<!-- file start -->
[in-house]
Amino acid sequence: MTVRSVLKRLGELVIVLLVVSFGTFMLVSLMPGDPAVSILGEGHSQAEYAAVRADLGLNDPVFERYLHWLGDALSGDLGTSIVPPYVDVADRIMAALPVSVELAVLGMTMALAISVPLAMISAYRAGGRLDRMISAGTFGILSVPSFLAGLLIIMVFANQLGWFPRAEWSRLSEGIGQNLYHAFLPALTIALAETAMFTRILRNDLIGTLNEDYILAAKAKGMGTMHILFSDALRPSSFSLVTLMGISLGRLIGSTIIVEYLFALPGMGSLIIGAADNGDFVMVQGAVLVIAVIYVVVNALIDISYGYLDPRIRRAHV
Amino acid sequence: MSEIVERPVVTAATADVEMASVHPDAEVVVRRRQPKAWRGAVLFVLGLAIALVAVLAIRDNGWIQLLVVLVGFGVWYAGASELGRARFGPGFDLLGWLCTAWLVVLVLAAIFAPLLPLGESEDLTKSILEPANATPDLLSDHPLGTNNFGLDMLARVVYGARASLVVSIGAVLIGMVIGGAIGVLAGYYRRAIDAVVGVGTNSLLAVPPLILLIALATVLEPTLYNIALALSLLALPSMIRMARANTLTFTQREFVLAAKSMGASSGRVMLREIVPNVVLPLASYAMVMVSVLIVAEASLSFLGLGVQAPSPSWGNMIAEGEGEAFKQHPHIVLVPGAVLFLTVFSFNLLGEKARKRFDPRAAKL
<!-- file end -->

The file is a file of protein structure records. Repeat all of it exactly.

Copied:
[in-house]
Amino acid sequence: MTVRSVLKRLGELVIVLLVVSFGTFMLVSLMPGDPAVSILGEGHSQAEYAAVRADLGLNDPVFERYLHWLGDALSGDLGTSIVPPYVDVADRIMAALPVSVELAVLGMTMALAISVPLAMISAYRAGGRLDRMISAGTFGILSVPSFLAGLLIIMVFANQLGWFPRAEWSRLSEGIGQNLYHAFLPALTIALAETAMFTRILRNDLIGTLNEDYILAAKAKGMGTMHILFSDALRPSSFSLVTLMGISLGRLIGSTIIVEYLFALPGMGSLIIGAADNGDFVMVQGAVLVIAVIYVVVNALIDISYGYLDPRIRRAHV
Amino acid sequence: MSEIVERPVVTAATADVEMASVHPDAEVVVRRRQPKAWRGAVLFVLGLAIALVAVLAIRDNGWIQLLVVLVGFGVWYAGASELGRARFGPGFDLLGWLCTAWLVVLVLAAIFAPLLPLGESEDLTKSILEPANATPDLLSDHPLGTNNFGLDMLARVVYGARASLVVSIGAVLIGMVIGGAIGVLAGYYRRAIDAVVGVGTNSLLAVPPLILLIALATVLEPTLYNIALALSLLALPSMIRMARANTLTFTQREFVLAAKSMGASSGRVMLREIVPNVVLPLASYAMVMVSVLIVAEASLSFLGLGVQAPSPSWGNMIAEGEGEAFKQHPHIVLVPGAVLFLTVFSFNLLGEKARKRFDPRAAKL